Seeking nominations for list of unscrupulous employers

Congressman Tom Price MD (R-GA) is apparently offended by the suggestion that some companies are not model employers. During last week’s hearing in the House Education and Labor Committee on a bill to modernize a few provisions of the OSHA and MSHA statutes, he seemed annoyed that asst. secretary of labor for OSHA, David Michaels, has characterized some employers as “unscrupulous.” The Congressman said:

“Secretary Michaels, you have talked a number of times about [quote] unscrupulouos employers [unquote]. Do you want to name any?”

Dr. Michaels responded with one example:

“a certain oil company with the initials BP.”

It’s not surprising that BP would be one of the first companies to come to the asst. secretary’s mind. Last year, OSHA proposed an $87.4 million penalty against the firm for “life-threatening” and “serious systemic safety problems” at its Texas City, Texas refinery. In 2004 and 2005, 17 workers were killed at this plant, and safety problems continue to go unabated. In this latest slew of citations, OSHA inspectors characterized 439 of the violations as “willful,” that is, intentional or plain indifference to the law. To me, willful violations seems to correspond well to the definition of unscrupulous:

disregards, or has contempt for, laws of right or justice with which he or she is perfectly well acquainted.

When Congressman Price pressed the asst. secretary for other examples of employers who deserve the “unscrupulous” label, Dr. Michaels said:

“if you’d like, I can certainly get you a list.”

Let’s lend a hand to the Labor Department and start our own list of nominees.

I’ll offer one, a nominee from the State of Tennessee: Peachtree Maintenance, Inc. This firm was engage in wage theft of nearly $434,000 affecting 81 workers. Twenty four of the workers were from Guatemala and were employed under the H2-B program. Stealing wages rightfully earned by individuals is not way to treat guest workers in our country. (Companies are able to sponsors immigrant workers temporarily if the employers attest that there are no able, willing, qualified and available individuals for the jobs.)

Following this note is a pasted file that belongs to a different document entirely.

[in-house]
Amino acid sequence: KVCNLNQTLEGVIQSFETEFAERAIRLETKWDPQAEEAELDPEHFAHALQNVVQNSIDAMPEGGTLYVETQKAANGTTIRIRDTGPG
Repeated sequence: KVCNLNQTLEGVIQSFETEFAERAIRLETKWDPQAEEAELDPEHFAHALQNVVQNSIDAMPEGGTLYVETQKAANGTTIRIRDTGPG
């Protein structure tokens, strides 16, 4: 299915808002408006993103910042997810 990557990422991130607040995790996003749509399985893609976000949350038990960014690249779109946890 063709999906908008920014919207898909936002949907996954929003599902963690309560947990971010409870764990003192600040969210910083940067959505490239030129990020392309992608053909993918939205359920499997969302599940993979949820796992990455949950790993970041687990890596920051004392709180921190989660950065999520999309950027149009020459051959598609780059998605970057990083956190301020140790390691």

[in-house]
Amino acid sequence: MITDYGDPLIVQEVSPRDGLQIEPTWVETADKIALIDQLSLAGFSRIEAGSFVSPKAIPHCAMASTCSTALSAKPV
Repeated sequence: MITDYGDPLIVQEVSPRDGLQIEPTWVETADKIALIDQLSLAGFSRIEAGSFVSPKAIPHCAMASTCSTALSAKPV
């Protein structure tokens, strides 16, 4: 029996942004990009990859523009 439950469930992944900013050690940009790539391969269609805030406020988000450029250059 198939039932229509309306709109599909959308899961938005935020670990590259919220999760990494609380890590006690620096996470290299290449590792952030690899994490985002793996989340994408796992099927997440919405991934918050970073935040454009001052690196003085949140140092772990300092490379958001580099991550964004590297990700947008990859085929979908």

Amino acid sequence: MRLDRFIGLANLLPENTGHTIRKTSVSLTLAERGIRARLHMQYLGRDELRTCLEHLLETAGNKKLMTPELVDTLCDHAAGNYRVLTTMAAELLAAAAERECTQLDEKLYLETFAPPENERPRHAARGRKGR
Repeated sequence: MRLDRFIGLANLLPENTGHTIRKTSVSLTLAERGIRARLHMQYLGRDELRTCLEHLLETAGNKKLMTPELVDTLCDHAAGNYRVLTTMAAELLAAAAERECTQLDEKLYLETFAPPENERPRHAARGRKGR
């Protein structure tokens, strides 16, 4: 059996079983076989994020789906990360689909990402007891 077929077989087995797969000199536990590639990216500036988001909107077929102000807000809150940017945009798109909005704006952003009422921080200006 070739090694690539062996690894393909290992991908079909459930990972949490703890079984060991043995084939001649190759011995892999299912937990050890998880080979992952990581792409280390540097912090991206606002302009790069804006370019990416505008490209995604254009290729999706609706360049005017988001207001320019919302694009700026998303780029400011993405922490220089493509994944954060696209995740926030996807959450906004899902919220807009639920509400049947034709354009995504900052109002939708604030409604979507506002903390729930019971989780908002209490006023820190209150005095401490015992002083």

Use the comment box below to nominate your choice(s) for unscrupulous employers. Give the name of the company and why you’d label them unscrupulous.

Comments

  1. #1 Reginald
    July 19, 2010

    I know that there are moving companies out there that hire illegals for just a day to do heavy lifting without any braces or equipment, give them a little money under the table and shuffle them back under the rug.

    The one company I know that definitely did this was Chicago Moving Systems, but they have declared bankruptcy to avoid legal troubles so many times I’m sure they’ve changed their name recently.

  2. #2 dhogaza
    July 19, 2010

    Massey Energy Company … read all about it (skip down to “Controversy” and in particular, “Mine Safety”).

  3. #3 Fi
    July 19, 2010

    Imperial Sugar comes to mind.

  4. #4 Liz Borkowski
    July 19, 2010

    Has House of Raeford cleaned up its act since the Charlotte Observer’s Cruelest Cuts series?

  5. #5 uk visa lawyer
    July 20, 2010

    A quick look through Fast Food Nation will yield results…

    The injury rate among meatpackers is the highest of any occupation in the United States. Working in a slaughterhouse is three times more dangerous than working in an average American factory. Every year about one-third of all slaughterhouse workers – roughly 50,000 men and women – suffer an injury or an illness that requires first aid on the job.

    And no, precious little – apart from a few company name changes – will have changed since the book was published.

  6. #6 Setar
    July 21, 2010

    Last time I checked, Chevron was still trying to suppress the documentary Crude.

    Monsanto also comes to mind.

  7. #7 Kelly
    July 22, 2010

    McWane Inc., a national cast iron pipe, valve, fitting, air tank, etc. manufacturer. Granted, they’ve been fined over $20 million over the years for various noncompliance issues re: ESOH…but that doesn’t necessarily make them a better place to work.